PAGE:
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Oddchester: Mother of invention has a Yorkie named Lucy

Two years ago, during a motorcycle trip to Virginia, my dad, little sister and I found ourselves inspired by the inventions of Thomas Jefferson's Monticello.

For the rest of the trip, we shared our own inventions dreamed up through the years, including Attach-A-Patch!, Boot Scootz!, and Campin' Critterz!

All of those, incidentally, are mine. I'm scared to tell you what they are, for fear you'll steal my ideas. Deep down, I truly believe that Attach-A-Patch! and Boot Scootz! could make me wealthy. I'm certain Campin' Critterz! will revolutionize camping as we know it.

My dad and sister had a bunch of ideas as well, but I don't remember any of them.

When my dad got back home to Michigan, he set up a company for us, called Dorky Inventions, LLC.


So, yeah, I'm one-third owner of a company.

The three of us emailed a few ideas back and forth over the next few months, but never agreed on one project, mostly because they kept ignoring my pitch for Boot Scootz!

That was pretty much the last we talked about it.

Until I went to my parents' house for Thanksgiving. Because that's when my father, an engineer, called Lori and me into a room to show us the first working prototype designed and created by Dorky Inventions LLC.

I was sure it was going to be Boot Scootz!

Instead, our company had apparently spent 18 months creating what looked like a tripod welded to a steel baseplate. The tripod stood roughly two feet high and, at the top, sported what looked to be a rubber human hand whose fingers and thumb could be clamped together like a small vice. The hand was attached to a universal joint, allowing it to swivel in all directions.

Some of this description may be the prototype and some may be drawings of what the final product will look like. It was all a bit of a blur.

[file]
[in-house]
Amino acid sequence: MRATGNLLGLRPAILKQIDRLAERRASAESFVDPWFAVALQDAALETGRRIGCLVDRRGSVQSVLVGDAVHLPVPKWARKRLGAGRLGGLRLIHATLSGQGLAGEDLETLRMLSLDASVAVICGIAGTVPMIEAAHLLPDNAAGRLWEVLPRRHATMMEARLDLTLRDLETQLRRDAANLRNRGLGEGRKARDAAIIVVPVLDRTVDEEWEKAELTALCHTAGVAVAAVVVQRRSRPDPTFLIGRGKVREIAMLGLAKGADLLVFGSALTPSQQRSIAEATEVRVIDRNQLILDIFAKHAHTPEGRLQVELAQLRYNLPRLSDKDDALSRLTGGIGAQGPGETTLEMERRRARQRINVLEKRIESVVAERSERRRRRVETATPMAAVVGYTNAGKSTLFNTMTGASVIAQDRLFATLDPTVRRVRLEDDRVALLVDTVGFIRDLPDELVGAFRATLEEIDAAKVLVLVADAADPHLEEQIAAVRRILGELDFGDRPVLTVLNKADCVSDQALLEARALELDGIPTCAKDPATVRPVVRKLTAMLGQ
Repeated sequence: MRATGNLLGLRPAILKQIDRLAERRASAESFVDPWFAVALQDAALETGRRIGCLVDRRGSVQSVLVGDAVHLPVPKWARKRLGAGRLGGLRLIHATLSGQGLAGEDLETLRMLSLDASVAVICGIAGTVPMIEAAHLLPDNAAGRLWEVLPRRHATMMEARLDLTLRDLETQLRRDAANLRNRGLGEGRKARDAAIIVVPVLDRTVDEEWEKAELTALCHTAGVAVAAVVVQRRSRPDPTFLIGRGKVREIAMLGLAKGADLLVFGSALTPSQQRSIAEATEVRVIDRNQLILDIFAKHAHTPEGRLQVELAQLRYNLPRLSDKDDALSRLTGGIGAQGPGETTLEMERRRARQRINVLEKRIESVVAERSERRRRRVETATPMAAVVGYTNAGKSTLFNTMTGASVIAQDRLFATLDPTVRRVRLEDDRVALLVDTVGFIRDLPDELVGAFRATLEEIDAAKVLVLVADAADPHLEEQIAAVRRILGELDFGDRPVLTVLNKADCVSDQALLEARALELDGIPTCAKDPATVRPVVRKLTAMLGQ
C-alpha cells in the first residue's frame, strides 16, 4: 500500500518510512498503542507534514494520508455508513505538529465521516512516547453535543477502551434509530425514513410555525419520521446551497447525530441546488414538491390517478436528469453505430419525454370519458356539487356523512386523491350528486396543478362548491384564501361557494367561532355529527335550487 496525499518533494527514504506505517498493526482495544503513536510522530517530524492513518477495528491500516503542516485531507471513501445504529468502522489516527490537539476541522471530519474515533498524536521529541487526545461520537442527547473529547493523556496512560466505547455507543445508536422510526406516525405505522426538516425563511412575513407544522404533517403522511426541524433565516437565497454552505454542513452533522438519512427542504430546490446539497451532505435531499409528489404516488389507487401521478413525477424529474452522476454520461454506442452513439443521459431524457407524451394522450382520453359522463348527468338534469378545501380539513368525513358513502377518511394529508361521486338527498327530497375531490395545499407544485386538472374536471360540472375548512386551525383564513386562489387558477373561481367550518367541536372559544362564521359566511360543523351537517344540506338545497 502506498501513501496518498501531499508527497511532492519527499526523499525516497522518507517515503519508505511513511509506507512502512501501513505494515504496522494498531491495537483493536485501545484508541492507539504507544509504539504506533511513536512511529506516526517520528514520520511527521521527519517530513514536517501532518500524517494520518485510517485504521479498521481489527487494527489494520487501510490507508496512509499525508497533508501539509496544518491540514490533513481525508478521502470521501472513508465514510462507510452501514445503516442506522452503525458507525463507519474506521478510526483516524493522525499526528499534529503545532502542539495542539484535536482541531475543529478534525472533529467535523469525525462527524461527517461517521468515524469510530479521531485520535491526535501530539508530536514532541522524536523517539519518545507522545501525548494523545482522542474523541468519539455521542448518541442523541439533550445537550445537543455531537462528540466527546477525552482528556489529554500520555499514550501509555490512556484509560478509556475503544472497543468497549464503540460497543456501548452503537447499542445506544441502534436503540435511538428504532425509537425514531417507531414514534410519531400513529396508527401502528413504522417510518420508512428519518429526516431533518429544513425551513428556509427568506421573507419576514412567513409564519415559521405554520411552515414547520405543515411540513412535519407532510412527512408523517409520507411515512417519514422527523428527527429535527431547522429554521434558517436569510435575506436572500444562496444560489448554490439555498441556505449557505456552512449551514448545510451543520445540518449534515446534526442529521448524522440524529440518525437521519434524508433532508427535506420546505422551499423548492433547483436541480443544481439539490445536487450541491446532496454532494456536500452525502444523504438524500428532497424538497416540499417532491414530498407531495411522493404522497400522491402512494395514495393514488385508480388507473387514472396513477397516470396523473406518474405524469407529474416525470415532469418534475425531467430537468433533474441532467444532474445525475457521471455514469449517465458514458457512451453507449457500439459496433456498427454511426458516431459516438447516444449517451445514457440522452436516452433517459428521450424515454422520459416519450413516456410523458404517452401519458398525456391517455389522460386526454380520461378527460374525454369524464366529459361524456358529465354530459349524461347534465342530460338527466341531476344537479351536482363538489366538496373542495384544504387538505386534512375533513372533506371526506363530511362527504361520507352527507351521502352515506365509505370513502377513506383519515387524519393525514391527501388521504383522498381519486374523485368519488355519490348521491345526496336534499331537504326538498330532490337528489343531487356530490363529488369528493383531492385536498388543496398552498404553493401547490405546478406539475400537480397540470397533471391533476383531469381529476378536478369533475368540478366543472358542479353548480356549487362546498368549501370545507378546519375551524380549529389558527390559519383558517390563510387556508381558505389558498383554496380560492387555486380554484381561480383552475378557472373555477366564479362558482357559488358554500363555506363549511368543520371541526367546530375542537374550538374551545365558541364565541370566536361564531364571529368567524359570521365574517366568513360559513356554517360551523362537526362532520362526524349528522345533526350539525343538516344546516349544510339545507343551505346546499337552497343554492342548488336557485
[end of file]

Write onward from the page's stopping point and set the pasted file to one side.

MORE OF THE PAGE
Here's one thing I remember crystal clear, though: Someone announced the device will be called Miss Peggy's Bone Holder.


This was certainly not one of the inventions Lori or I recall signing off on.

The idea, my dad explained, is that my parents' Yorkie, Lucy, loves to play with her rawhide bones. The problem — and this was my dad's inspiration to spend his nights in the garage working on this — is that Lucy only likes to play with her bone if someone holds it.

And my parents can't be home all the time!

So my dad created a device to mimic someone holding Lucy's bone. To add to the realism, the hand was a rubber mold my dad had made of my stepmother's hand. My stepmom's name is Peggy.

If I've learned one thing in the invention game, it's that different people get excited about the marketability of different inventions.

My father is certain Miss Peggy's Bone Holder will be a big seller, despite the fact that the list price, based on my estimate of prototype materials, would need to be $1,800.

Dogs are a big market, my father was explaining to me. We could get a dog bone manufacturer to back us. We could offer customizable rubber hands for clients.

I wasn't really listening. Because, although I had done no physical work whatsoever on building any invention, I had spent a lot of effort creating the voice and look of the cartoon monkey that would be my commercial spokesperson for Boot Scootz!


As tri-CEO of the company, I felt like some of my employees had circumvented my authority in pursuit of their personal project.

I was this close to saying something — or at least dashing off a company-wide memo — when, as his final demonstration, my dad loaded up a rawhide into Peggy's rubber vice hand. Then brought the dog in.

That little Yorkie immediately grabbed that rawhide and ran in circles as the rubber hand spun around on that universal joint.

I watched my dad and Peggy laugh and cheer and realized that, if we could get the price down, pet people might buy Miss Peggy's Bone Holder.

So if you are considering taking our idea, rest assured that, after our intensive focus group testing, Dorky Inventions LLC has already begun the patent process.

And don't even think about stealing the name, as it is in the final stages of trademark registration.

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